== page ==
Brethren: Behold I tell you a mystery: we shall all indeed rise again, but we shall not all be changed. In a moment, in the twinkling of an eye, at the last trumpet; for the trumpet shall sound, and the dead shall rise again incorruptible; and we shall be changed. For this corruptible must put on incorruption, and this mortal must put on immortality. And when this mortal hath put on immortality, then shall come to pass the saying that is written: Death is swallowed up in victory. O death, where is thy victory? O death, where is thy sting? Now the sting of death is sin, and the strength of sin is the law. But thanks be to God, Who hath given us the victory through Our Lord Jesus Christ.

Gospel: John 5:25-29

At that time Jesus said to the multitude of the Jews: Amen, amen, I say unto you, that the hour cometh, and now is, when the dead shall hear the voice of the Son of God, and they that hear shall live. For as the Father hath life in Himself, so He hath given to the Son also to have life in Himself, and He hath giveth Him power to do judgment, because He is the Son of man. Wonder not at this, for the hour cometh wherein all that are in the graves shall hear the voice of the Son of God, and they that have done good things shall come forth unto the resurrection of life, but they that have done evil, unto the resurrection of judgment.


--Goffine's Devout Instructions

Tuesday, October 30, 2012

All Saints Day (From Goffine's Devout Instructions)


November 1
Why has the Church appointed this feast?
  1. To honor God in His saints, in whom He has shown Himself so wonderful, and to thank Him, as the author of all sanctity, for the benefits He has bestowed upon them.
  2. To put us in lively remembrance of the communion of saints; that is, of all true children of the Church, whether they belong to the Church militant on earth, to the Church suffering in purgatory, or to the Church triumphant in heaven; but more particularly to cause us to consider, with earnestness, the communion of the saints in heaven with us, who are yet combating on earth.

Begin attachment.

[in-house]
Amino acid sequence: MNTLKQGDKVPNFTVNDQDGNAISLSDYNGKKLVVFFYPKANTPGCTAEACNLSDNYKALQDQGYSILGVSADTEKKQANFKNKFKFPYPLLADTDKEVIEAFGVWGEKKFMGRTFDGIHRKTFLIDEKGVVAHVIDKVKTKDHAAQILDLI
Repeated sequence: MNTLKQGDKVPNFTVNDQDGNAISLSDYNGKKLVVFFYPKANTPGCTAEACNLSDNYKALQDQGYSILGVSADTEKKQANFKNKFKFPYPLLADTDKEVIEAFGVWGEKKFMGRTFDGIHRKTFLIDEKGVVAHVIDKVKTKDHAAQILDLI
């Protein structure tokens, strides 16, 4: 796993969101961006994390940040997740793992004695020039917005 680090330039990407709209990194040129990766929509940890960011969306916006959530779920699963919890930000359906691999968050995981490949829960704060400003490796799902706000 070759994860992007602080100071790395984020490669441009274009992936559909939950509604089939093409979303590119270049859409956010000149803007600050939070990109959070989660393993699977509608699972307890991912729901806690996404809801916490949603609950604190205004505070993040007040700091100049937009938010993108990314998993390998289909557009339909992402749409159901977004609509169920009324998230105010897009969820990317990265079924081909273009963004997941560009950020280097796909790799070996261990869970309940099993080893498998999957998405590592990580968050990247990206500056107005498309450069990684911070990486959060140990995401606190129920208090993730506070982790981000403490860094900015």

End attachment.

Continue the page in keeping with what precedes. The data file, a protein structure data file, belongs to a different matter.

3. To encourage us to strive for the like sanctity with them, and to teach us that it is by no means impossible; for if thousands of men could become saints, why should not we, who can do all things through Him Who strengthens us, and has sent the Holy Ghost for our sanctification?
  4. To pay honor to those saints to whom no particular day in the year is dedicated.
  5. That, in consideration of so many intercessors, God may grant us perfect reconciliation, may give us a share in their merits, and may grant us the grace of one day sharing in their joy in heaven.

By whom was this feast instituted?
By Pope Boniface IV, who, in the year 610, appropriated the Pantheon (that is, the temple of all gods) to the divine service of Christians, dedicated it to the Blessed Virgin and an saints, and commanded this feast in honor of all saints to be celebrated at Rome every year. Gregory IV, in the year 840, extended this feast to the whole Church, and transferred it to the 1st of November.

Prayer

O Almighty God, Who hast granted us to venerate in one, solemnity the merits of an Thy saints, we beseech Thee that, as our intercessors are multiplied, Thou wouldst bestow upon us the desired abundance of mercy. Through Christ our Lord, Amen.

Epistle: Apocalypse 7:2-12